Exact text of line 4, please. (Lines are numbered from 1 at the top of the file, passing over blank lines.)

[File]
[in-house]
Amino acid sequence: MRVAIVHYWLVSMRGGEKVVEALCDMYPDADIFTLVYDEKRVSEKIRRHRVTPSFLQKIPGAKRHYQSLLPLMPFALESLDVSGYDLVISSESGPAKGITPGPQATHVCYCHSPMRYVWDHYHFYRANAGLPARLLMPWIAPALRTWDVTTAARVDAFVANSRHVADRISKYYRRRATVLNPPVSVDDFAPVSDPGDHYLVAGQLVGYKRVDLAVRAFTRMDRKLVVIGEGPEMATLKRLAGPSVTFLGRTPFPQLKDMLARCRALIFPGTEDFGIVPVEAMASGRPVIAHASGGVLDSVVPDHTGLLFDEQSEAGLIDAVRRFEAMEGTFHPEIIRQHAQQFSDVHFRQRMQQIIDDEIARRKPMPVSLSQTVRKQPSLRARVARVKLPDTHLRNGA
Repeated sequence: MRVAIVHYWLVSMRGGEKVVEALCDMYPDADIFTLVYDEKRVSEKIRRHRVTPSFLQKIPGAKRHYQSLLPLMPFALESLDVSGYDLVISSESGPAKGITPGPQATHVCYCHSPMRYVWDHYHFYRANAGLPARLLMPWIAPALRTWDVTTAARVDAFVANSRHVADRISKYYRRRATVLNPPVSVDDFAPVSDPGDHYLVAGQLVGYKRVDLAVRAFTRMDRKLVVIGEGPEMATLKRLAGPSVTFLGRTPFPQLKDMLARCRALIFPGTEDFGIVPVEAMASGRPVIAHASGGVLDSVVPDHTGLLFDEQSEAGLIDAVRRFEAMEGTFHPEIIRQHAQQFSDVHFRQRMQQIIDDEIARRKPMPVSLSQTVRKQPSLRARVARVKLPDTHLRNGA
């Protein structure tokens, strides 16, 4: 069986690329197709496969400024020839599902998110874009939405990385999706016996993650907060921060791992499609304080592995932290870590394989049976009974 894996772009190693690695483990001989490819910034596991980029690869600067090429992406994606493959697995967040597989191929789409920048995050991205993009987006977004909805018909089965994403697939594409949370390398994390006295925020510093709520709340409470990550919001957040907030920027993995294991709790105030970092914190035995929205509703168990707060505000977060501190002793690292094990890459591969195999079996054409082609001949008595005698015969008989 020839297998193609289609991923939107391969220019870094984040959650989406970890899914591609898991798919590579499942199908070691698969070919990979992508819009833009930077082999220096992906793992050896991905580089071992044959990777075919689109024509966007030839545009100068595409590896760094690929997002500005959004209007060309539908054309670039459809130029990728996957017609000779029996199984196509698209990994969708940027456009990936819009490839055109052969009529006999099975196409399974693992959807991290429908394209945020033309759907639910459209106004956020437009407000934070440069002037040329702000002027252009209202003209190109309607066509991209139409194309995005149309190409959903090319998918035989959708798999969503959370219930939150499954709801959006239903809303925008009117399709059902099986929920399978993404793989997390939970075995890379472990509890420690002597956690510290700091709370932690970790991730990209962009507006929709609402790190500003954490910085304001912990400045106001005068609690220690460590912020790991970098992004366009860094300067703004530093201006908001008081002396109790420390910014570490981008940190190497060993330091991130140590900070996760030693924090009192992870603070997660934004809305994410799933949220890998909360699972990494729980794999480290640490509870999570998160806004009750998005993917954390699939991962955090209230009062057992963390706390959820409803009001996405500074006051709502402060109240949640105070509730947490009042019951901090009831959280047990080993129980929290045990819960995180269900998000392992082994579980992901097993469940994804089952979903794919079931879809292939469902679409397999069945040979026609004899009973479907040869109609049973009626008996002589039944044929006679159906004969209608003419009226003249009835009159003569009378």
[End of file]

């Protein structure tokens, strides 16, 4: 069986690329197709496969400024020839599902998110874009939405990385999706016996993650907060921060791992499609304080592995932290870590394989049976009974 894996772009190693690695483990001989490819910034596991980029690869600067090429992406994606493959697995967040597989191929789409920048995050991205993009987006977004909805018909089965994403697939594409949370390398994390006295925020510093709520709340409470990550919001957040907030920027993995294991709790105030970092914190035995929205509703168990707060505000977060501190002793690292094990890459591969195999079996054409082609001949008595005698015969008989 020839297998193609289609991923939107391969220019870094984040959650989406970890899914591609898991798919590579499942199908070691698969070919990979992508819009833009930077082999220096992906793992050896991905580089071992044959990777075919689109024509966007030839545009100068595409590896760094690929997002500005959004209007060309539908054309670039459809130029990728996957017609000779029996199984196509698209990994969708940027456009990936819009490839055109052969009529006999099975196409399974693992959807991290429908394209945020033309759907639910459209106004956020437009407000934070440069002037040329702000002027252009209202003209190109309607066509991209139409194309995005149309190409959903090319998918035989959708798999969503959370219930939150499954709801959006239903809303925008009117399709059902099986929920399978993404793989997390939970075995890379472990509890420690002597956690510290700091709370932690970790991730990209962009507006929709609402790190500003954490910085304001912990400045106001005068609690220690460590912020790991970098992004366009860094300067703004530093201006908001008081002396109790420390910014570490981008940190190497060993330091991130140590900070996760030693924090009192992870603070997660934004809305994410799933949220890998909360699972990494729980794999480290640490509870999570998160806004009750998005993917954390699939991962955090209230009062057992963390706390959820409803009001996405500074006051709502402060109240949640105070509730947490009042019951901090009831959280047990080993129980929290045990819960995180269900998000392992082994579980992901097993469940994804089952979903794919079931879809292939469902679409397999069945040979026609004899009973479907040869109609049973009626008996002589039944044929006679159906004969209608003419009226003249009835009159003569009378």